At exactly 10 a.m. on Wednesday morning, a beam of sunshine peeked out from behind a cloud to envelop a treeless hill in Aquinnah in golden light. A small crowd, bundled up against the 15-degree chill, had gathered at the town landfill, but at the morning’s ribbon-cutting ceremony for Aquinnah’s first-ever solar array project, the sun was the guest of honor.

Selectmen Newman cuts ribbon on first town array. — Ivy Ashe

“This is really a great occasion for all of us to be here today,” Aquinnah town administrator Adam Wilson told the onlookers, shortly before selectman Jim Newman snipped the official red ribbon.

The completed project, which features 200 photovoltaic panels, now powers all town-owned buildings and street lights in Aquinnah. It is the first solar array on a landfill on Martha’s Vineyard, the third in southeastern Massachusetts, and just the fifth in the entire state, Mr. Wilson said.

“It’s been an amazing experience for all of us involved,” said Mr. Wilson.

Paul Pimental, chairman of the board of the Vineyard Power cooperative, added to Mr. Wilson’s remarks, commending Aquinnah for “taking the lead and initiative, and driving forward a lot of things that were brand new.”

The solar array was developed by Vineyard Power, with funding from co-op members and Vineyard summer residents Lee and Julie Moncton and the Edgartown National Bank. It was constructed by South Mountain Company, making it a truly Island-grown project.

“Part of our missions is to keep money local [and] keep ownership local,” Vineyard Power general manager Erik Peckar told the Gazette.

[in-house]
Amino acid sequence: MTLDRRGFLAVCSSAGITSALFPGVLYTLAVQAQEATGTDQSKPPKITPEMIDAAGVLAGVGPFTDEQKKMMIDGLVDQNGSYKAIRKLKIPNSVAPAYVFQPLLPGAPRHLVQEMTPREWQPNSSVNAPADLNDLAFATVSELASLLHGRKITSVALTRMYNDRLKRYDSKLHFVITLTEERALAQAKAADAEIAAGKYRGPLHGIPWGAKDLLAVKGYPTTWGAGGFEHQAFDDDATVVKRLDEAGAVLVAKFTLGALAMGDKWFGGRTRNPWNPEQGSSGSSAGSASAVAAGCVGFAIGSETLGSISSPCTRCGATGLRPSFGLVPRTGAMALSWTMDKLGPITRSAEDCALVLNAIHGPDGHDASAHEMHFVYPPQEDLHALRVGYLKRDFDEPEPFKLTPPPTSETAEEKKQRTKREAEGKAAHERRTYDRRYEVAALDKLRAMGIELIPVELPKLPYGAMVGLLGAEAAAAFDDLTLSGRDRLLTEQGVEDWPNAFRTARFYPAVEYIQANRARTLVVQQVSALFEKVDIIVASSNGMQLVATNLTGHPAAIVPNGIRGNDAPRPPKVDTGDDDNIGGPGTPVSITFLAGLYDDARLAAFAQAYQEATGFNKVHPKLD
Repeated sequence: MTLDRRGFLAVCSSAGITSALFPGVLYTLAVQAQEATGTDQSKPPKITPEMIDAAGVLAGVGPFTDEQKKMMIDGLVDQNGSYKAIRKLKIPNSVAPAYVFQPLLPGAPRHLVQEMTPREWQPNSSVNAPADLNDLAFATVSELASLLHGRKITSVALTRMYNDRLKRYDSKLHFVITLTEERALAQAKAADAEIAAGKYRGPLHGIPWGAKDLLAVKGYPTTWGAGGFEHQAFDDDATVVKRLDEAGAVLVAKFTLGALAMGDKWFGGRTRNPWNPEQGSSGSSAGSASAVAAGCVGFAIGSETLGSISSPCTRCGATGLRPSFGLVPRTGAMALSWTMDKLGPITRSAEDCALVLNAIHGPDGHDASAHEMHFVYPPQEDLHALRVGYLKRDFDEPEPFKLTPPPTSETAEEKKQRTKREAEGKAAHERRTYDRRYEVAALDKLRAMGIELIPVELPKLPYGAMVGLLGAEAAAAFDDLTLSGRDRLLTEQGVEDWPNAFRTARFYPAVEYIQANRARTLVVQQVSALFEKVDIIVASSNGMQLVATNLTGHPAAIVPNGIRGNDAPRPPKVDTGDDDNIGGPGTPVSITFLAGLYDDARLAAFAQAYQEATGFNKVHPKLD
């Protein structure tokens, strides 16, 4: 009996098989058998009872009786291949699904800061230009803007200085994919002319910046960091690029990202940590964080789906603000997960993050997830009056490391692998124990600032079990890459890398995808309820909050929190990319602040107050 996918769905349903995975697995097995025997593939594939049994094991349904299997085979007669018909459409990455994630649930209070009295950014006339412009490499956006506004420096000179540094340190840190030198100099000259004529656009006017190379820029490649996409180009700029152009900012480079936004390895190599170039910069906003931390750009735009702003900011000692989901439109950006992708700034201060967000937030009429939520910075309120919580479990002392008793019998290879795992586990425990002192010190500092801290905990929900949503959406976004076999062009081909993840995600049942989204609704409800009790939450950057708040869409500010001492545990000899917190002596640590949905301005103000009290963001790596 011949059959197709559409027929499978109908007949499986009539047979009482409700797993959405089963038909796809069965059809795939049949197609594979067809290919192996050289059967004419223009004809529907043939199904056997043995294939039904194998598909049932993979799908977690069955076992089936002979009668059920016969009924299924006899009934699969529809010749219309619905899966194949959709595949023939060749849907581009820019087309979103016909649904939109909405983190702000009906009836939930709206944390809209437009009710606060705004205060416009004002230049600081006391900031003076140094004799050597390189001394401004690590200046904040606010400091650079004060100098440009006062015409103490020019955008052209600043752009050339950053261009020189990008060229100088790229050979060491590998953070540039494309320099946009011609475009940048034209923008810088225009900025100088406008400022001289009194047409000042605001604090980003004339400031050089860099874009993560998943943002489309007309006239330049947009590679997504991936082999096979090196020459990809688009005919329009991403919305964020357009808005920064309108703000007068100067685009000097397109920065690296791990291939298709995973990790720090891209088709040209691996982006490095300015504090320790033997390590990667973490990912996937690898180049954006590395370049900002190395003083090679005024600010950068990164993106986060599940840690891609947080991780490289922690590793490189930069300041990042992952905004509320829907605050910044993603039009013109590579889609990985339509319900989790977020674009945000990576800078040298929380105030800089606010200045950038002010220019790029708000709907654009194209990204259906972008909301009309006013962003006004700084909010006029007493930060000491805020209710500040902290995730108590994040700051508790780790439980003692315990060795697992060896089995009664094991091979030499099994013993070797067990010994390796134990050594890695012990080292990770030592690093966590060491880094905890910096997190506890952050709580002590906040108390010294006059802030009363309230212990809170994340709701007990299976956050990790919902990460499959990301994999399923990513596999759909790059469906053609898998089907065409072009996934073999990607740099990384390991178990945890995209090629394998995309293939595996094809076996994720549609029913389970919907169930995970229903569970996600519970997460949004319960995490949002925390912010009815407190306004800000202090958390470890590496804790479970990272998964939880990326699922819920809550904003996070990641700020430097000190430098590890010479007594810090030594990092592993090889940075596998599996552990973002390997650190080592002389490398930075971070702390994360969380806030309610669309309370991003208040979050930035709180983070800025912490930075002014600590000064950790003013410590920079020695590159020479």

The town of Aquinnah first approved the project at a special town meeting in December of 2011. The article was the only item on the warrant, and was approved 29-13. Construction began last July. The array, a 50-kilowatt system, went online on Dec. 19.

South Mountain energy manager Rob Meyers estimated that it produces between 60,000 to 65,000 kilowatt hours of energy per year, more than enough to meet the town’s needs. Mr. Wilson noted that because the town calculated its needs prior to an energy audit — replacing tungsten bulbs with CFL lights, among other tasks — the unit is expected to yield a surplus of solar power.

"It’s been an amazing experience,” said Mr. Wilson. — Ivy Ashe

“In the short run, it reduces cost nominally,” he said. But over time, the array will save Aquinnah about $10,000 per year, and after 10 years, the town has the option to purchase the array from Vineyard Power. If that comes to pass, Mr. Wilson said, Aquinnah’s municipal energy costs will be zero.

South Mountain project designer and overseer Darrill Bazzy is also an Aquinnah resident.

“That made it really fun,” he said. “I was proud of Aquinnah for being so willing to do it — the selectmen worked really hard to get it started.”

“Whether in Aquinnah or another town, it just makes such sense for solar to be on a landfill,” Mr. Bazzy added. Solar arrays can only be built on capped landfills, which have barriers between the refuse and the rest of the environment.

“You’re using space that’s already committed . . . without taking away from valuable agricultural land,” Mr. Pimentel said. Vineyard Power’s previous energy projects, the two solar arrays in the parking lots of down-Island Cronig’s, also repurpose space, a tactic that Mr. Pimentel said “carries through a philosophical approach to renewable energy.”

The town of Tisbury is currently developing a capped-landfill solar array, and similar projects are planned for Chilmark and West Tisbury. A solar array owned by contractor Bill Bennett, which provides electricity for the Charter School, the YMCA, the Edgartown National Bank, and the Tisbury Farm Market and Vineyard Grocer, went online in December.

“After it’s there you think, ‘Why didn’t we do this before?’” Mr. Pimentel said.